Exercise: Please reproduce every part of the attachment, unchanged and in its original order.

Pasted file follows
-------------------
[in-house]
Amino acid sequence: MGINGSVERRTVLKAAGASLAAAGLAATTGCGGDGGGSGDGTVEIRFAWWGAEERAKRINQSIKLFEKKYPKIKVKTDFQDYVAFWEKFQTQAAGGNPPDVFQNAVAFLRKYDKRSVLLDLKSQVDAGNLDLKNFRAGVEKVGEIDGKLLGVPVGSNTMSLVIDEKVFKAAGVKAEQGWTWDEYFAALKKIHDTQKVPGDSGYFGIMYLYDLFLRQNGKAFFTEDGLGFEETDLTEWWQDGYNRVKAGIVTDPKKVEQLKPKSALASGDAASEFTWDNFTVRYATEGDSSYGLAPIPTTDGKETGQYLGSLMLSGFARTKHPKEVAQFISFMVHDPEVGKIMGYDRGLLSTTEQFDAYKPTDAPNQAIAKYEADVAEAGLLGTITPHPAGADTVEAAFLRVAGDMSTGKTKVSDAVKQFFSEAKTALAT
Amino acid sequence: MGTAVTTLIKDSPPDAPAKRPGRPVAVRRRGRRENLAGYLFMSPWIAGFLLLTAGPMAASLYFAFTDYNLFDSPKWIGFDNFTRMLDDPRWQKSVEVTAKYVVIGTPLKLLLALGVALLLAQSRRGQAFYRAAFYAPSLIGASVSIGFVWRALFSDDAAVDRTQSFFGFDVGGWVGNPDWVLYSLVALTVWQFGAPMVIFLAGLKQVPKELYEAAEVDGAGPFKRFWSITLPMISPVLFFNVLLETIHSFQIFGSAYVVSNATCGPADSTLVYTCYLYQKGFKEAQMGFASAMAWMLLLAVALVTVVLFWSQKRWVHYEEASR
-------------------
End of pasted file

[in-house]
Amino acid sequence: MGINGSVERRTVLKAAGASLAAAGLAATTGCGGDGGGSGDGTVEIRFAWWGAEERAKRINQSIKLFEKKYPKIKVKTDFQDYVAFWEKFQTQAAGGNPPDVFQNAVAFLRKYDKRSVLLDLKSQVDAGNLDLKNFRAGVEKVGEIDGKLLGVPVGSNTMSLVIDEKVFKAAGVKAEQGWTWDEYFAALKKIHDTQKVPGDSGYFGIMYLYDLFLRQNGKAFFTEDGLGFEETDLTEWWQDGYNRVKAGIVTDPKKVEQLKPKSALASGDAASEFTWDNFTVRYATEGDSSYGLAPIPTTDGKETGQYLGSLMLSGFARTKHPKEVAQFISFMVHDPEVGKIMGYDRGLLSTTEQFDAYKPTDAPNQAIAKYEADVAEAGLLGTITPHPAGADTVEAAFLRVAGDMSTGKTKVSDAVKQFFSEAKTALAT
Amino acid sequence: MGTAVTTLIKDSPPDAPAKRPGRPVAVRRRGRRENLAGYLFMSPWIAGFLLLTAGPMAASLYFAFTDYNLFDSPKWIGFDNFTRMLDDPRWQKSVEVTAKYVVIGTPLKLLLALGVALLLAQSRRGQAFYRAAFYAPSLIGASVSIGFVWRALFSDDAAVDRTQSFFGFDVGGWVGNPDWVLYSLVALTVWQFGAPMVIFLAGLKQVPKELYEAAEVDGAGPFKRFWSITLPMISPVLFFNVLLETIHSFQIFGSAYVVSNATCGPADSTLVYTCYLYQKGFKEAQMGFASAMAWMLLLAVALVTVVLFWSQKRWVHYEEASR